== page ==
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Fletcher Students Assess Bush's Vision

Fletcher Students Assess Bush's VisionWhenPresident Bush gave the first State of the Union address of hissecond term, the world was watching – including a groupof students from the Fletcher School.Medford/Somerville,Mass.

Medford/Somerville, Mass. [02.08.05] Coming off a hard-fought election campaign that placedseveral contentious issues on the front burner, President Bushdelivered a State of the Union address on Feb. 2 to a partisanCongress and a divided populace. Among those listening was a groupof international relations students from The Fletcher School,who offered their insights to National Public Radio.

Brian Doench,whose home state of Ohio played a critical role in the outcomeof the presidential race, homed in on the centerpiece of Bush’ssecond-term domestic agenda – the introduction of privateinvestment accounts to the Social Security system.

Accordingto the 29-year-old Doench, the proposal is very similar to theretirement plans that people like him already have.

“Inmy experience, most people plan to supplement their Social Security,”he told NPR. “Even right now, I don't know thatmany people who can actually survive solely on Social Securitychecks.”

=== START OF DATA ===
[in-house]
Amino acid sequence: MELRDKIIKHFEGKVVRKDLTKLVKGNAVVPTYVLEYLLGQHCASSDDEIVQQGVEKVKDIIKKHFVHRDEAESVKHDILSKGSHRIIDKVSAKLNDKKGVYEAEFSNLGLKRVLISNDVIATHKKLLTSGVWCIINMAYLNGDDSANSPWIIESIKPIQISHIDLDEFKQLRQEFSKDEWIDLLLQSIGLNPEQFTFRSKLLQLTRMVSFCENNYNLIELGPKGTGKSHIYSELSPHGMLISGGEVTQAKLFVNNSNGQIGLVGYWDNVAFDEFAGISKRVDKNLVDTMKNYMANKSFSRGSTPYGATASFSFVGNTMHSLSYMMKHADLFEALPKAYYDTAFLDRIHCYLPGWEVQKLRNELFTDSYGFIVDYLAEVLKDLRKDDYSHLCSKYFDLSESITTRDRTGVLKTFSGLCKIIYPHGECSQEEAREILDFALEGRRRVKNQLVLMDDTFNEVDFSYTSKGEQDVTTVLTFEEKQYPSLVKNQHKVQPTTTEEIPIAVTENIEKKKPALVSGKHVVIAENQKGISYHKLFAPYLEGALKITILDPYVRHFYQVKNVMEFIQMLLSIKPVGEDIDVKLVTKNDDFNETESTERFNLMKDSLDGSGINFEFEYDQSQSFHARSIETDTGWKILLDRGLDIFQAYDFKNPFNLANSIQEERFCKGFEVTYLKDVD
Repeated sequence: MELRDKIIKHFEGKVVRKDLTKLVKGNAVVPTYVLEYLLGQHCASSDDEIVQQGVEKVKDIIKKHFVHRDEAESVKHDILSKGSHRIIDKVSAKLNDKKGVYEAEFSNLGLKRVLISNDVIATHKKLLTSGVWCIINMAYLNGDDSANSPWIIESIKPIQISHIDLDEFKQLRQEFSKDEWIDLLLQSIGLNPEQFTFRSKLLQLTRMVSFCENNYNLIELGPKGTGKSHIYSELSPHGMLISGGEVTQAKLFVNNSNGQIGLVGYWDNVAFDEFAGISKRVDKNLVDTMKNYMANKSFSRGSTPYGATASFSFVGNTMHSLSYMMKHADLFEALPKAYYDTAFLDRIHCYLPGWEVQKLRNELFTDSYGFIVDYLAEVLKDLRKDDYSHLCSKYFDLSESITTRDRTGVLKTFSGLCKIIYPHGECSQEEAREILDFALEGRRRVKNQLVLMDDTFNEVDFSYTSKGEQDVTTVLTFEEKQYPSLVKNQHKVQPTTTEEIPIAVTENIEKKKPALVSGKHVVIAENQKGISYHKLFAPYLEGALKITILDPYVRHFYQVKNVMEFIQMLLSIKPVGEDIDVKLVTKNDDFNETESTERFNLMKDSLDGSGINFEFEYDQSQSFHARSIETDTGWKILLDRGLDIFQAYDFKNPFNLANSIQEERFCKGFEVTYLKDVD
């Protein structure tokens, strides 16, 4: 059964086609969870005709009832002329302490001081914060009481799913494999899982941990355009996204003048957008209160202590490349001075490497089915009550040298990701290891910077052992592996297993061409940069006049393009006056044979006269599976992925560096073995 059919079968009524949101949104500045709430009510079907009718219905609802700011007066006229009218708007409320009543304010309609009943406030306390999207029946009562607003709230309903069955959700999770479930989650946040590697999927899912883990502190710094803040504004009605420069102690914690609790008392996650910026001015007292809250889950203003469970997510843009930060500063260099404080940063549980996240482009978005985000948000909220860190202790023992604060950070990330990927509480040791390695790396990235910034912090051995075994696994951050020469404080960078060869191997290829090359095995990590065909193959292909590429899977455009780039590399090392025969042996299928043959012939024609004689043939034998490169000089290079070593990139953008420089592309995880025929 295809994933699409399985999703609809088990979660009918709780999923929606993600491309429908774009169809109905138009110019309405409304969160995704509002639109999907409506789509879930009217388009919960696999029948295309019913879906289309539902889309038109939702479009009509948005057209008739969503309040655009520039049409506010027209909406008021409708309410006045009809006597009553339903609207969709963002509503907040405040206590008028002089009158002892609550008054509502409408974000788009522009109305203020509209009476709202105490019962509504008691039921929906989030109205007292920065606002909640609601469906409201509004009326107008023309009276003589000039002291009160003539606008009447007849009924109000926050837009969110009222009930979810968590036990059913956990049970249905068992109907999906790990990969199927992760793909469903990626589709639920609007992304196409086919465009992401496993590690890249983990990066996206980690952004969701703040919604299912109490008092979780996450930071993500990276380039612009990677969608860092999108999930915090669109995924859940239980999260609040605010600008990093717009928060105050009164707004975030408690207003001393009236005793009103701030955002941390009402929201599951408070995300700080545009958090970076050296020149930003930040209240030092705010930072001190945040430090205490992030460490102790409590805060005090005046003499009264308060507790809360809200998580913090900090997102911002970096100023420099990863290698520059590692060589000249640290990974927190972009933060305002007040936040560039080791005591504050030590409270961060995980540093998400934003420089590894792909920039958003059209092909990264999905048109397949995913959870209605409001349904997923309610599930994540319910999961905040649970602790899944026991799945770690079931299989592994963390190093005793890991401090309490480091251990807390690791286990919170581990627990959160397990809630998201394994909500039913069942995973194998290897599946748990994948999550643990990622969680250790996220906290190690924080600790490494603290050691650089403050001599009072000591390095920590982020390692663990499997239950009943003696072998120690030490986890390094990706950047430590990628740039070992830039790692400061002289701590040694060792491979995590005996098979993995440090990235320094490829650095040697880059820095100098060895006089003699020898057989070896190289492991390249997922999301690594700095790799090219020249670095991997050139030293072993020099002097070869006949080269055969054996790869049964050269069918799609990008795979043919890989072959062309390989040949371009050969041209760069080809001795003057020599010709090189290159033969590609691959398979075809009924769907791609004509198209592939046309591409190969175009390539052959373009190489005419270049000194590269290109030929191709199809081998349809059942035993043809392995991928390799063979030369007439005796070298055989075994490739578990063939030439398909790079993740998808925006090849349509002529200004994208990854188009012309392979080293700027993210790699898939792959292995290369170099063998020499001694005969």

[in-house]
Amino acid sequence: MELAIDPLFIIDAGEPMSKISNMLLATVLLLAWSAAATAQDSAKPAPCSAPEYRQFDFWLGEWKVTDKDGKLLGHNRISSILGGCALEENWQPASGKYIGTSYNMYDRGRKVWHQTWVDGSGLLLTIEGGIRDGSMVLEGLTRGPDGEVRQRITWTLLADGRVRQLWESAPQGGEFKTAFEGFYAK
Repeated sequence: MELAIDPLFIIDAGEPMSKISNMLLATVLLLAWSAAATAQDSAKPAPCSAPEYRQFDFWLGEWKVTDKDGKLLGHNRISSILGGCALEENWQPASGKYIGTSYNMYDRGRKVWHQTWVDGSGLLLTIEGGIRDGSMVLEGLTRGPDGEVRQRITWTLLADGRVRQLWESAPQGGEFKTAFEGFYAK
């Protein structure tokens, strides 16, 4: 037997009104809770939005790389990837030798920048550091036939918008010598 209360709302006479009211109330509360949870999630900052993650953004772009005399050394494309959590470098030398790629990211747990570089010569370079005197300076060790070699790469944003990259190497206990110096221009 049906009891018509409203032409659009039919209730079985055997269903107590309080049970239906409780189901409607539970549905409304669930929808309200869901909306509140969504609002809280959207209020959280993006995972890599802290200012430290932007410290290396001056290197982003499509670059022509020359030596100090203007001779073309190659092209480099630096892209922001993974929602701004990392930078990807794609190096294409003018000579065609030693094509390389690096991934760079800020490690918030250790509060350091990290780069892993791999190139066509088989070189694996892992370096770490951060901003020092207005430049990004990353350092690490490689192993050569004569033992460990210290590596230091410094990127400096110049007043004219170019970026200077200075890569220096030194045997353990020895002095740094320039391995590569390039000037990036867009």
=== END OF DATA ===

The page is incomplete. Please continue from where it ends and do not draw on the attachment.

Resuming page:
Other studentsfocused on the foreign affairs portion of Bush’s speech.With U.S. troops still stationed in Iraq and diplomatic battlesin Israel and Iran looming, interest was high in Bush’stake on the next four years on the international stage.

One Fletcherstudent says that Bush’s talk was less harsh than past references–such as the placement of Iran, Iraq and North Korea in an “axisof evil” during 2002’s State of the Union.

“Hetoned down his rhetoric,” said Rudy Jaafar, a 26-year-oldfrom Lebanon. “He did not look for those big, broad sweepswhere American democracy is fighting evil in this world and somecountries are part of evil.”

A fellow student,however, saw traces of that rhetoric sprinkled throughout theaddress.

“Atleast 19 mentions of ‘freedom' and at least 21 mentionsof ‘terror,'” tallied Melissa Tritter. “‘Terror'is the winner in that speech.”

Accordingto NPR, the Fletcher students they interviewed aboutthe speech found favor with Bush’s mentions of Iran andSyria, but wondered about Bush’s plans for Afghanistan,the environment and the nation’s global economic concerns.

Karoun Demirjian,23, told NPR that while Bush’s presentation getsan A, the content of his speech gets a B-.

“I thinkthat though he addressed the topics that we all expected he wouldaddress with poise and with good speech and with new ideas, Idon't think that the United States' foreign policy can or doesrest entirely on Iraq and its direct environs,” Demirjianexplained. “And I don't think that he moved beyond thatvery much.”







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